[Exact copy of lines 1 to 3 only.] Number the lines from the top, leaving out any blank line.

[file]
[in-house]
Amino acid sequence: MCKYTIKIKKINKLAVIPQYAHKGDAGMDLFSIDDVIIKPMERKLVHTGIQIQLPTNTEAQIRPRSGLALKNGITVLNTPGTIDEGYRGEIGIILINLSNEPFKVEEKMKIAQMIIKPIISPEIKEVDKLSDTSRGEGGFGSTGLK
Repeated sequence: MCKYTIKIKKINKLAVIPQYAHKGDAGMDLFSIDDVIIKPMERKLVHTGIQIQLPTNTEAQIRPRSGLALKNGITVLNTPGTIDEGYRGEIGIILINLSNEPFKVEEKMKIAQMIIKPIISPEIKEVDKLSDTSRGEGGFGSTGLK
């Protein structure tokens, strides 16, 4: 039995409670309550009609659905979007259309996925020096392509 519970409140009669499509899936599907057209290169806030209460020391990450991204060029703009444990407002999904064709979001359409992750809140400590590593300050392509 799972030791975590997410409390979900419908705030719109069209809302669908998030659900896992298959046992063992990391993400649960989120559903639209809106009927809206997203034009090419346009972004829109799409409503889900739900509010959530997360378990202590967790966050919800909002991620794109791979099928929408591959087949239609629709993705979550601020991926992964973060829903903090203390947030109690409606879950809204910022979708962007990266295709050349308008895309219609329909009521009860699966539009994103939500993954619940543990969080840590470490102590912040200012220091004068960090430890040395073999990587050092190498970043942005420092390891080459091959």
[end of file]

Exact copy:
[in-house]
Amino acid sequence: MCKYTIKIKKINKLAVIPQYAHKGDAGMDLFSIDDVIIKPMERKLVHTGIQIQLPTNTEAQIRPRSGLALKNGITVLNTPGTIDEGYRGEIGIILINLSNEPFKVEEKMKIAQMIIKPIISPEIKEVDKLSDTSRGEGGFGSTGLK
Repeated sequence: MCKYTIKIKKINKLAVIPQYAHKGDAGMDLFSIDDVIIKPMERKLVHTGIQIQLPTNTEAQIRPRSGLALKNGITVLNTPGTIDEGYRGEIGIILINLSNEPFKVEEKMKIAQMIIKPIISPEIKEVDKLSDTSRGEGGFGSTGLK